Sanford Scouting Reports

Scott breaks down SMU prospects Blake Carlisle, Jordan Carmouche and Donte Coleman in his latest scouting reports.

Blake Carlisle

2016 OLB, Dickinson HS (Dickinson, Tex.)

TECHNIQUE: Carlisle (pictured above) undoubtedly has to put on weight, but the outside linebacker still does a nice job of staying technically sound. He’s patient when reading out the play, and despite being 6-foot-4, he keeps low against the run. He fires off the line of scrimmage against the run and shows off his quick feet when peddling back into coverage. When tackling, he isn’t afraid to put his shoulder into his opponent

VERSUS THE PASS: Against the pass, Carlisle has a quick reaction, which helps him make tackles in the open field. The linebacker also has good footwork when dropping back into coverage and has good range. His long arms give him a nice advantage when trying to breakup passes, and he isn’t afraid to put his body on the line by making big-hit plays.

VERSUS THE RUN: Against the run, Carlisle’s size right now doesn’t hurt him, but would obviously be a problem if he were playing against collegiate offensive linemen. The junior’s overall speed and quickness help him out a ton, however. He’s able to get himself into position to make the tackle and holds on tight once he’s got a grip on his opponent. On runs away from him he stays home, and on runs towards him he does a nice job of shedding his block and making a play on the ball carrier.

OFFERS: SMU and Louisiana Tech.
HT: 6-3
WT: 185 pounds
40-yard dash: 4.58 seconds (unofficial)

Blake Carlisle Highlights

Jordan Carmouche

2016 OLB, Manvel HS (Manvel, Tex.)

TECHNIQUE: Overall, Carmouche shows solid technique as a defender. He stays low and keeps a wide base. Carmouche’s best attribute is his ability to wait for a play to develop before committing to a move or a pursuit route of his opponent. On pass plays, he does a solid job of locating the receiver or running back he’s defending and sticking with him. On run plays, inside or outside, Carmouche’s quick pursuit is his biggest asset. He gets into the backfield quickly, stays low, and doesn’t give up much ground taking on a blocker.

VERSUS THE PASS: Against the pass, Carmouche uses his athleticism to drop back into the passing lanes and make plays on the ball. He closes in quickly on his opponents and does a nice job of wrapping up when tackling. Carmouche has a tenacity in his pursuit that allows him beat his blockers and make plays. Carmouche’s solid speed allows him to keep up with opponents out of the backfield, and he does a nice job of pursuing guys in the flat.

VERSUS THE RUN: Against the run, Carmouche does a nice job of maintaining outside containment. He also has the strength and speed to close down the edge quickly, pursue the runner, and chase down the runners from behind. When the ball is run at Carmouche, he does a nice job of engaging with his opponent, but still keeping his eye on the ball carrier. On outside runs, he also does a nice job of avoiding blockers running at him and using his hands to make tackles. The junior linebacker’s patience is another attribute that stands out to me. He waits just the right amount of time for the play to develop before making his quick move.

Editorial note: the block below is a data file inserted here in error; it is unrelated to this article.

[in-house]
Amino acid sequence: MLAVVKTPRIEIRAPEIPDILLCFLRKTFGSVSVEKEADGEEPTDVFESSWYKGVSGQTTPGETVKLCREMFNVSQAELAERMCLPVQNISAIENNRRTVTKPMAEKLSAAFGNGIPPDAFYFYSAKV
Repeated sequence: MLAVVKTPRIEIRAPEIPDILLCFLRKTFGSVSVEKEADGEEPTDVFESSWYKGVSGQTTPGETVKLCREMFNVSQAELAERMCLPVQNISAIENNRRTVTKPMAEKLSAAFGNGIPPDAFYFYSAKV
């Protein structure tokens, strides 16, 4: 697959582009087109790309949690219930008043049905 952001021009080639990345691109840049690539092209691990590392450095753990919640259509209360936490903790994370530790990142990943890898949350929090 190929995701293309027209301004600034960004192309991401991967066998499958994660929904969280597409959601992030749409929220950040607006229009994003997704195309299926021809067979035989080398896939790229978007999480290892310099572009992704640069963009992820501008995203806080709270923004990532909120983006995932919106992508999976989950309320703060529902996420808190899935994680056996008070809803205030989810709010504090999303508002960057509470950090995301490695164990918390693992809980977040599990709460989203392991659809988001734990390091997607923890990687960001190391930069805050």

OFFERS: SMU, Arizona State, Arkansas, Baylor, Kansas, Kansas State, Missouri, Oklahoma, Texas, Texas Tech, Boston College, Colorado, Duke, Rice, Houston and Northwestern.
HT: 6-1
WT: 219 pounds
40-yard dash: 4.58 seconds (unofficial)

Jordan Carmouche Highlights

Donte Coleman

2016 TE/WR, West Mesquite HS (Mesquite, Tex.)

ATHLETICISM: At Coleman’s height and weight, it’s no surprise his athleticism is a huge plus for him. Obviously if he plays tight end at the next level, he’ll have to add some more weight, but right now, his athleticism makes him a matchup nightmare. The junior pass-catcher has the speed and agility of a receiver but the upper body size of a legitimate tight end. Coleman’s athleticism resembles that of a wide receiver, so on multiple occasions you can see him make leaping catches in the end zone and beating his defender with his speed. Coleman has also shown he can run vertical routes or horizontal routes and be a threat wherever he is on the field.

ROUTE RUNNING: Coleman has a quick get-off from the line of scrimmage and uses his quick feet to make moves in the open field when avoiding linebackers and defensive backs. The West Mesquite product does a nice job of selling his routes and not giving away where he’s going from the get-go.

BLOCKING: Despite being a little on the smaller side for a tight end, Coleman does a nice job of engaging the defender in front of him and getting a good initial push. Coleman has the strength to really make linebackers and defensive backs wish they weren’t in his way. There are, however, a couple of small elements Coleman needs to improve on. The junior’s hand placement needs to move a few inches inside; otherwise he will get called for holding on the next level when facing bigger and faster defenses. Coleman does a nice job of keeping his feet moving once engaged, but he also has the tendency to go for the knockout hit fairly often, which is a habit he’ll have to get rid of if he wants to block collegiate linebackers.

OFFERS: SMU, Arizona State, Boise State, California, Iowa, Kansas, Nebraska, Oklahoma State, TCU, Texas Tech, Washington, Nevada and Rice.
HT: 6-3 ½
WT: 215 pounds

Donte Coleman Highlights

Pony Stampede Top Stories